Our Sunday walk was partly a journey of celebration. We’d stared out at the mudflats, the Black-Headed Gulls, ships passing in and out of the mouth of the Thames up Sea Reach. We’d gazed at the pale outlines of the distant tower blocks of Southend and nearer too the black masts of the sunken Liberty ship, the SS Montgomery, packed with over a thousand tonnes of high-explosive shells from 1944. This place of serenity had had a lethal threat lifted five days before.
On Tuesday 2nd September 2014 Sir Howard Davies, Chairman of the Airports Commission, announced that the plan to build an airport larger that Heathrow in the Thames Estuary had been rejected. Bullishly promoted by the Mayor of London, Boris Johnson, it was known as ‘Boris Island’. If the airport had been constructed all of the Isle of Grain, except the LNG terminal, would have been buried under two of the four planned runways. The villages of Allhallows, Stoke and much of the Hoo Peninsula would have been obliterated by the airport, and the rail lines and motorways constructed to feed it.
The designs for the airport drawn up by Foster & Partners have the futuristic look of a space station in orbit. The massive construction was to exist offshore, in a zone of it’s own, an island. All the rhetoric around the plans was of how it would service the transit of people around the world, a ‘hub airport’, a global interchange for millions of passengers, many of whom would see no more of this country than the airport terminals. Johnson toured the planned ‘aerotropolis’ at Hyderabad in India and praised its vision. That 1.2 million square foot site will have its own exhibition and convention centre, a Canadian business school and private health clinic ‘offering fly-in, fly-out operations’. The Thames Estuary scheme was pushed, by at least parts of the British government and the Mayor’s Office, as a scheme of such strategic and national importance that it should trump local concerns in the pursuit of the ‘international profile of London’. It was also driven by corporations – from architects to construction companies – who saw it as a prize job and a means of generating profit. Much of the capital that was courted by the promoters was from abroad, from China or The Gulf States. Offshore capital.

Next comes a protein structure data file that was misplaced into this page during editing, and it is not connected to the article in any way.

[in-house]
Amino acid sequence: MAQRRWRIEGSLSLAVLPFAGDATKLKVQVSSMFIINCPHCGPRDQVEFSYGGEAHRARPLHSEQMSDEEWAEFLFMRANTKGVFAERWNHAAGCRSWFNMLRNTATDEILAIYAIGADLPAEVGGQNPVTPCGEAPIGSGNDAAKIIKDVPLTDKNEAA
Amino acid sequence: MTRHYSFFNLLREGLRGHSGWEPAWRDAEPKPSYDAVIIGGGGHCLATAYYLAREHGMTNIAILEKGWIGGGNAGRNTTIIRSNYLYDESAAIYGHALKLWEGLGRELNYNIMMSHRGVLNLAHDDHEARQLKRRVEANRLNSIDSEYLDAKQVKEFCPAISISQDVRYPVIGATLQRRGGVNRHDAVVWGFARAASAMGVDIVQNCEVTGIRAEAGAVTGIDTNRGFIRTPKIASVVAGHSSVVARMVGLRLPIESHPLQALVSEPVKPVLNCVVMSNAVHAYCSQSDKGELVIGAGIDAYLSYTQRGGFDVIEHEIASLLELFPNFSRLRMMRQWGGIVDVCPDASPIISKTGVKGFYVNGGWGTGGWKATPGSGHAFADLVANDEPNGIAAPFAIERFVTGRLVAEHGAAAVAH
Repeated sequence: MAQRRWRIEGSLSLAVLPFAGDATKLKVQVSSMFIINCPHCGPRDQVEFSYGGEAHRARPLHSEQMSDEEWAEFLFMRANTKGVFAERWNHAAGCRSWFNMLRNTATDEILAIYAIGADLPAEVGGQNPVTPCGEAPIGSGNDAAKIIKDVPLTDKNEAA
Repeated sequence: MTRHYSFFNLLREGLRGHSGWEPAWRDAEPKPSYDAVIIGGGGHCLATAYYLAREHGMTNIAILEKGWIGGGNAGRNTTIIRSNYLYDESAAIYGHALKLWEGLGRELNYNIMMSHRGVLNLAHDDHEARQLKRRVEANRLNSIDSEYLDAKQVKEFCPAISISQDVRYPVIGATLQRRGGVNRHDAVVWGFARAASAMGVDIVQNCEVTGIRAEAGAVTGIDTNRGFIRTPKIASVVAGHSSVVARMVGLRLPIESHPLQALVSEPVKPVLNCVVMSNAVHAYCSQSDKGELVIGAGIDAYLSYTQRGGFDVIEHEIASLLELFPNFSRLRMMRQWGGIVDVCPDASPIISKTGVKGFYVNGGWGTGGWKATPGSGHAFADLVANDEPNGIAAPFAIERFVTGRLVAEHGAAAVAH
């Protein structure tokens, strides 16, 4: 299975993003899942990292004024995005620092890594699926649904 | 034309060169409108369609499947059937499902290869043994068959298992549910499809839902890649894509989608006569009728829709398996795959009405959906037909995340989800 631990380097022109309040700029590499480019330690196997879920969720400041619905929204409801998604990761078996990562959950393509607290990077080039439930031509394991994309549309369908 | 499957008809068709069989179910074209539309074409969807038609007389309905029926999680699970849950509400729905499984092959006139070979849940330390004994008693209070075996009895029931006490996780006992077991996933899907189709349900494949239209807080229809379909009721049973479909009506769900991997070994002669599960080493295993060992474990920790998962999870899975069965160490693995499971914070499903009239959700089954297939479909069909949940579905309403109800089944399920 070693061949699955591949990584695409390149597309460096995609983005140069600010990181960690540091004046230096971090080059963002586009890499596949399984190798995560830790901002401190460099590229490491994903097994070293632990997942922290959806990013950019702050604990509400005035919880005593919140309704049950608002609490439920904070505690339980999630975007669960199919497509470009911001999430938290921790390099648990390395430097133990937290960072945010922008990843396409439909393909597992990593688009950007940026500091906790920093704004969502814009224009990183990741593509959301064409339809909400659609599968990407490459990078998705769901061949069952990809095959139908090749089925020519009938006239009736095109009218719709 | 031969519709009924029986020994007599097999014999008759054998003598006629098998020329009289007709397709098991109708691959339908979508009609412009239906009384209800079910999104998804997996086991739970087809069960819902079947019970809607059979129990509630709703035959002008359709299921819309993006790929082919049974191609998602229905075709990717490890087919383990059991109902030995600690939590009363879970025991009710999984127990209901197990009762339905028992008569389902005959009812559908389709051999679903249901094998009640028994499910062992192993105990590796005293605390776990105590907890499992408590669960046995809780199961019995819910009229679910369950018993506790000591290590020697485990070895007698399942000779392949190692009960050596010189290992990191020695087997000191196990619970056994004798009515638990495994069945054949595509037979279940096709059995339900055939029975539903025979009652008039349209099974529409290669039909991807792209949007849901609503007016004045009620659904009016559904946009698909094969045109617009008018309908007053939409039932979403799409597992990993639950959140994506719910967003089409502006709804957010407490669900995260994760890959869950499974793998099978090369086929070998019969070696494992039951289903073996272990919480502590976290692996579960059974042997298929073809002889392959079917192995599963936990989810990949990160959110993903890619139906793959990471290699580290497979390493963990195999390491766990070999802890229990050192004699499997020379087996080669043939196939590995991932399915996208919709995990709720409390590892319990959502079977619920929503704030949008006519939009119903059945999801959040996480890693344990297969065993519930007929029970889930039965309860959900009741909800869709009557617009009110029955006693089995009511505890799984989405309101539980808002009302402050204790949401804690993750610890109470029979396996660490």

This is the second airport proposal in the Thames Estuary to be defeated in a decade. The first was Cliffe Airport, planned to be constructed at the heart of the Hoo Peninsula. It was met by a ferocious campaign both locally and nationally, and although the opposition to Boris Island was more mooted, the front windows of houses in High Halstow, Cooling and Higham were plastered with ‘No Estuary Airport’ posters. In both campaigns of resistance residents have again and again stressed that it is the unique environment that must not be destroyed, and that the rich birdlife must not be sacrificed. In reacting to the BBC reports on the rejection of the airport the MP for Gillingham said:
“it would be totally impractical, costly and would destroy important environmental sites”.
The Leader of Medway Council declared:
“It would have resulted in the mass destruction of habitat and wildlife that could never be replaced.”
And Rolf Williams of the RSPB explained:
“They would have had to clear 13km radius around the airport of birds just for safety…In the end the only way would have been to kill the birds.”
I live with my partner in Higham, close to the marsh and near to the planned transport infrastructure for the airport – the line of a high-speed rail link and a motorway. What strikes me is how resistance to the plans has increasingly expressed a distinct picture of what this part of the Estuary should be like. Johnson condemned the decision not to go ahead with the airport as demonstrating a lack of courage and vision. But I would see it otherwise. The strong resistance to the plans locally, which placed pressure on Medway Council and the RSPB to oppose the airport with determination, arises out of a vision of Grain and the Hoo Peninsula as a place with its own inherent value and its own vital ecosystem. A place that is deemed ‘special’ because of its birdlife. This is a vision that has been increasingly articulated over the past decade. It is a vision that inhabitants and people from further afield have had the confidence to assert – in the face of the Mayor of London, parts of the British civil service, construction corporations, and international finance institutions. And we’ve won again!
Thanks to John Urry for his book ‘Offshoring’, Roger Bowdler and Jane Trowell